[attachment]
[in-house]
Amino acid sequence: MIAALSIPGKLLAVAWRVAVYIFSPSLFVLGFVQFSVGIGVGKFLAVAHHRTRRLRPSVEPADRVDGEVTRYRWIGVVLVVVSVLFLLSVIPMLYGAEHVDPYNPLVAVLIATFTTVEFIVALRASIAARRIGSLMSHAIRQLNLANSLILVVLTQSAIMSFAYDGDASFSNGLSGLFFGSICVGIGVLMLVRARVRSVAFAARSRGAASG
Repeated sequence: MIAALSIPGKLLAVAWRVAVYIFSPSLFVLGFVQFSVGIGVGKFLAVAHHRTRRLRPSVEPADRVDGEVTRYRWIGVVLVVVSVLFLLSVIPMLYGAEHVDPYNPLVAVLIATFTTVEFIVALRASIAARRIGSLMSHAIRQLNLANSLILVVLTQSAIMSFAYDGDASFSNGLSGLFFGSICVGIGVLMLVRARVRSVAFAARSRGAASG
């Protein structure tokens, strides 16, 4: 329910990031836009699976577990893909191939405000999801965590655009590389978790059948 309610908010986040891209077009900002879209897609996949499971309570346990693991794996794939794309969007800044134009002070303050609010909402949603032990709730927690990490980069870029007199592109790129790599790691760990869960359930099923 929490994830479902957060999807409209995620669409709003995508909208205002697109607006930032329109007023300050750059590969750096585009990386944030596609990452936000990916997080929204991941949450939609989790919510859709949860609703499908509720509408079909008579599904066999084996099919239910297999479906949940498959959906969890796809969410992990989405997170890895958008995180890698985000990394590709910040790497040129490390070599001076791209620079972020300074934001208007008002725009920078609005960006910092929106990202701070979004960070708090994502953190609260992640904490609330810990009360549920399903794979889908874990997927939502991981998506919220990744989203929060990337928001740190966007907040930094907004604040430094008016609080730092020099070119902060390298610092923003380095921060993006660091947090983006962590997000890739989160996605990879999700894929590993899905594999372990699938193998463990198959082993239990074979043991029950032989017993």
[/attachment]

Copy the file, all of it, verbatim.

[in-house]
Amino acid sequence: MIAALSIPGKLLAVAWRVAVYIFSPSLFVLGFVQFSVGIGVGKFLAVAHHRTRRLRPSVEPADRVDGEVTRYRWIGVVLVVVSVLFLLSVIPMLYGAEHVDPYNPLVAVLIATFTTVEFIVALRASIAARRIGSLMSHAIRQLNLANSLILVVLTQSAIMSFAYDGDASFSNGLSGLFFGSICVGIGVLMLVRARVRSVAFAARSRGAASG
Repeated sequence: MIAALSIPGKLLAVAWRVAVYIFSPSLFVLGFVQFSVGIGVGKFLAVAHHRTRRLRPSVEPADRVDGEVTRYRWIGVVLVVVSVLFLLSVIPMLYGAEHVDPYNPLVAVLIATFTTVEFIVALRASIAARRIGSLMSHAIRQLNLANSLILVVLTQSAIMSFAYDGDASFSNGLSGLFFGSICVGIGVLMLVRARVRSVAFAARSRGAASG
């Protein structure tokens, strides 16, 4: 329910990031836009699976577990893909191939405000999801965590655009590389978790059948 309610908010986040891209077009900002879209897609996949499971309570346990693991794996794939794309969007800044134009002070303050609010909402949603032990709730927690990490980069870029007199592109790129790599790691760990869960359930099923 929490994830479902957060999807409209995620669409709003995508909208205002697109607006930032329109007023300050750059590969750096585009990386944030596609990452936000990916997080929204991941949450939609989790919510859709949860609703499908509720509408079909008579599904066999084996099919239910297999479906949940498959959906969890796809969410992990989405997170890895958008995180890698985000990394590709910040790497040129490390070599001076791209620079972020300074934001208007008002725009920078609005960006910092929106990202701070979004960070708090994502953190609260992640904490609330810990009360549920399903794979889908874990997927939502991981998506919220990744989203929060990337928001740190966007907040930094907004604040430094008016609080730092020099070119902060390298610092923003380095921060993006660091947090983006962590997000890739989160996605990879999700894929590993899905594999372990699938193998463990198959082993239990074979043991029950032989017993």